What marks Paul’s use of the concept off from that given to him in his Jewish heritage, however, is precisely his conviction that the covenantal framework of God’s righteousness has to be understood afresh in terms of faith–‘to all who believe, Jew first but also Gentile.’  It is the fact that man’s righteousness is always to be understood as faith which explains why man’s righteousness is nothing other than God’s righteousness…for Paul justification is always by faith in the sense that the correlative of God’s creative and sustaining power is always the human creature’s dependent truth (faith)…

Does ‘the righteousness of God’ also include the thought of judgment (‘the wrath of God’ [1:18ff.])?  That is less likely in 1:17 itself since it is righteousness as ‘gospel/good news’ which dominates the thematic statement (1:16-17); vv 18ff. go on then to ground the exclusivity of the claim made in vv. 16b, 17.  Yet it should not be forgotten that the very idea of righteousness (i.e. fulfillment of covenant obligation) would preclude any thought of this saving outreach being arbitrary or impulsive in character (cf. 3:26); and ‘righteousness’ is used occasionally for God’s punitive action against offending Israel (particularly Isa. 5:16; 10:22; Lam. 1:18)…

‘The righteousness of God’ would not necessarily be understood at once by all those listening to his letter.  The purpose of the first few chapters, particularly chaps. 3 and 4, is precisely to explain what the phrase does mean for Paul.  But those familiar with the Jewish scriptures, including many of the Gentile converts who had first been proselytes or God-worshipers, would probably understand it as the power of God put forth to effect his part in his covenant relation with Israel, that is, particularly his saving actions, his power put forth to restore Israel to and sustain Israel within its covenant relationship with God…In the gospel as the power of God to salvation such early converts are being given to see the righteousness of God actually happening, taking effect in their own conversion…

The ‘righteousness of God’ is nowhere conceived as a single, once-for-all action of God, but as his accepting, sustaining, and finally vindicating grace.” (James D. G. Dunn, Romans, WBC, pp. 40-48, 97)

Read Full Post »

“Unfortunately, there is a profound difference of opinion among the interpreters of Paul as to the significance of this combination, a difference that has continued up to the present time. For by this righteousness of God some understand an attribute or an activity of God and take the words, that the righteousness of God is now (or has been) revealed, in this way, that God has now revealed himself as the Righteous One, or in his (saving) righteousness. Others see in the righteousness of God the denotation of that which man must have in order to be able to stand in the divine judgment. The revelation of the righteousness of God then intends to say that the time of salvation that has dawned with Christ and the gospel for man brings along with it righteousness, understood in this sense, before God (of from God). We consider it established that the words in Romans 1:17 and 3:21 are intended in this latter sense; that “righteousness” here is therefore not a divine but a human quality and that the righteousness “of God” further defines that quality as righteousness that can stand before God (cf. Rom. 2:13; 3:20), which is valid in his judgment, the righteousness that God attributes to man as opposed to his own righteousness (Rom. 10:3), as it is also called in Philippians 3:9: “not having my righteousness, which is of the law, but that which is through faith in Christ, the righteousness which is from God, upon the foundation of faith.” (Herman Ridderbos, Paul: An Outline of His Theology, p. 163)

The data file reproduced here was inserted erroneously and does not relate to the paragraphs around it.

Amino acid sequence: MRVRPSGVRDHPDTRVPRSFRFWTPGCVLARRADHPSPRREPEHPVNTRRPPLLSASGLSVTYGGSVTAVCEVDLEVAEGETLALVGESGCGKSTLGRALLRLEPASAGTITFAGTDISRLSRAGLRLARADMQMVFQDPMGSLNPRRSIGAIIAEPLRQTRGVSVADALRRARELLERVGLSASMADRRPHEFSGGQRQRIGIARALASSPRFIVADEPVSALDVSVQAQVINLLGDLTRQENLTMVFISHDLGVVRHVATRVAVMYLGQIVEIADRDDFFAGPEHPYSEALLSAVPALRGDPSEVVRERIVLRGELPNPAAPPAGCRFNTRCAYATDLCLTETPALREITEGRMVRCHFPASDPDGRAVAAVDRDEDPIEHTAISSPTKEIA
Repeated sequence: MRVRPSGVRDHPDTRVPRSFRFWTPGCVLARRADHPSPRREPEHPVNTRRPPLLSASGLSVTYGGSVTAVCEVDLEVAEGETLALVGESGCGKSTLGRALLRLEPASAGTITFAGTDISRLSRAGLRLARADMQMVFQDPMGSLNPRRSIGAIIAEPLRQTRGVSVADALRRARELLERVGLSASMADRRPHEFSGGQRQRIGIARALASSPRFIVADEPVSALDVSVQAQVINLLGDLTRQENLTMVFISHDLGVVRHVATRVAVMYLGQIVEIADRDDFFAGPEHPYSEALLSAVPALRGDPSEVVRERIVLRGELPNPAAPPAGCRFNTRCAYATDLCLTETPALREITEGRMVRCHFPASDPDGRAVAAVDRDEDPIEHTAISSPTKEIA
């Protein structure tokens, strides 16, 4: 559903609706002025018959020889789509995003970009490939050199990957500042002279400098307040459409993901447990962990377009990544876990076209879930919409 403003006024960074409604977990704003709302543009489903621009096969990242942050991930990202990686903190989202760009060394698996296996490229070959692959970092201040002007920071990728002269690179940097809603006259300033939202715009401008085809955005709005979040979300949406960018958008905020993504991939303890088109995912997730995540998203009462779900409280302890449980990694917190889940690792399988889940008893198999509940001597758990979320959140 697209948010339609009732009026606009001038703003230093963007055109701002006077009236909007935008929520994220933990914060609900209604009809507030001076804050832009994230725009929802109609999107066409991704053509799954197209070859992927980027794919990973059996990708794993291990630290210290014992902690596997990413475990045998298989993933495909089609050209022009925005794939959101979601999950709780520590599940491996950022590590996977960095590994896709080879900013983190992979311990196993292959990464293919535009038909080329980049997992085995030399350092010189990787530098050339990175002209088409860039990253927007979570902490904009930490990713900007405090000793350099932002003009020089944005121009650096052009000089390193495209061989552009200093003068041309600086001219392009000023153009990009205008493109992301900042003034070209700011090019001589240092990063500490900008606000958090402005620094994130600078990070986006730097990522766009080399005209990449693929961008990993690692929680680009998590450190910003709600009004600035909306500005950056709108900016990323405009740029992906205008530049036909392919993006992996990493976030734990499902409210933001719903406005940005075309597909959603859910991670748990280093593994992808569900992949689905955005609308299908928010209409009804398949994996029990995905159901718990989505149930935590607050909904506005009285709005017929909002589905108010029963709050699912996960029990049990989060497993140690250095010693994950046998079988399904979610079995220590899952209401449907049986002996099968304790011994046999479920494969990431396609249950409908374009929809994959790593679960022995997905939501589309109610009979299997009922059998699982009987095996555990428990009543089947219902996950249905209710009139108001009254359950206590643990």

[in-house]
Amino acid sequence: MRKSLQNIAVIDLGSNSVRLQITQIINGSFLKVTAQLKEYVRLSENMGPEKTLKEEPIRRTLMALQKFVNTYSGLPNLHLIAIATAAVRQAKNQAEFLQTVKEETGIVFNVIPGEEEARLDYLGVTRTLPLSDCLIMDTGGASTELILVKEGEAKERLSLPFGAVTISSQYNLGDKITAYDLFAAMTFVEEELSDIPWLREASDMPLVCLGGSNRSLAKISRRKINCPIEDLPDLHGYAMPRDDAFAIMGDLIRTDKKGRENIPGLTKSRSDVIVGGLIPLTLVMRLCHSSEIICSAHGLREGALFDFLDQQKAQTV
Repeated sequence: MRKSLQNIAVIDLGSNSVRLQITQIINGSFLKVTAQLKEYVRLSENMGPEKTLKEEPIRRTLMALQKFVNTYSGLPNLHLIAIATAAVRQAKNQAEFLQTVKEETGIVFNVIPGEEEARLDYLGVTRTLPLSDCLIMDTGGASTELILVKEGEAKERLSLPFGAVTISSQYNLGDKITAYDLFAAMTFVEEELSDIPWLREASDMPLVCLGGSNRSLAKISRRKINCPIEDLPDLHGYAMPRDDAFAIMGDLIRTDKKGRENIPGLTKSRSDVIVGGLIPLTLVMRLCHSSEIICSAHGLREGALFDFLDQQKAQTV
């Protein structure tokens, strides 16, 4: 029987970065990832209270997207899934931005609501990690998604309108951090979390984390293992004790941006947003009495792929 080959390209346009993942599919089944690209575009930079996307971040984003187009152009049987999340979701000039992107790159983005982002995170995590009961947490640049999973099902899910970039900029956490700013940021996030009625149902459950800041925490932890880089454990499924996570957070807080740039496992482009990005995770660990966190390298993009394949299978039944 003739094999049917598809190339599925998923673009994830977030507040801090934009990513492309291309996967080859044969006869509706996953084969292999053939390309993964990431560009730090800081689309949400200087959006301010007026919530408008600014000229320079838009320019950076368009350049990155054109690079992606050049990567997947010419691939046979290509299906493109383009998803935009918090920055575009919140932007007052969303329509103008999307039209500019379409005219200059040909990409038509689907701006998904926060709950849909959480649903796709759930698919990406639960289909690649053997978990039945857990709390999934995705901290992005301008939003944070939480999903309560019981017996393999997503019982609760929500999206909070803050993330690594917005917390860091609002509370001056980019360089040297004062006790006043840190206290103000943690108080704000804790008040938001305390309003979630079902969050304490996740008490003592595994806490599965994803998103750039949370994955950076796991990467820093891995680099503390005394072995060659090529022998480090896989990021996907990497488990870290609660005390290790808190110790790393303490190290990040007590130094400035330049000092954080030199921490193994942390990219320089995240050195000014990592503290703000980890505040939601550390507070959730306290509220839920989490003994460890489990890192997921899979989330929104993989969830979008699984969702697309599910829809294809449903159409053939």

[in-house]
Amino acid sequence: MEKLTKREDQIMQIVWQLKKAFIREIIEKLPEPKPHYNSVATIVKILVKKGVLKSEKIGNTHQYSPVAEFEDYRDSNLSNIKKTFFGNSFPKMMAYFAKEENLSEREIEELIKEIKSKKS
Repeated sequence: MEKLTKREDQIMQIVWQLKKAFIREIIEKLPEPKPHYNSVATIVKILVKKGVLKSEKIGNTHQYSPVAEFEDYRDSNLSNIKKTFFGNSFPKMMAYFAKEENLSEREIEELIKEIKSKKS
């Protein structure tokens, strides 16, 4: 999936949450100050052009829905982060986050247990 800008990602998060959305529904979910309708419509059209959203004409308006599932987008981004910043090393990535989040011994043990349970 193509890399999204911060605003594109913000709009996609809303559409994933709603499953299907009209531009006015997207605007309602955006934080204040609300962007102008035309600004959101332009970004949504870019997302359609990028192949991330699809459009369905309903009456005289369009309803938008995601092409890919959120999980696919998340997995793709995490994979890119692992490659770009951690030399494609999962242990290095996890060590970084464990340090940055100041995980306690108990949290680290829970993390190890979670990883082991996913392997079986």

“It is apparent from this explanation that in the concept “righteousness of God” we have to do with a forensic category and indeed in the eschatological sense of the word: it is a matter of what man requires in order go free in the divine judgment…[This] is not only a matter of the great future which is still to be awaited, but as has been revealed with the advent of Christ and in the gospel; as a present reality and as a redemptive gift of God it has been given, attributed, communicated in the gospel to everyone who believes…Whereas for Judaism it was an incontrovertible matter that this righteousness, as the crucial, decisive factor in the judicial declaration of God, was not to be spoken of other than in a future-eschatological sense, Paul proclaims this righteousness as a present reality already realized in Christ.”  (p. 164)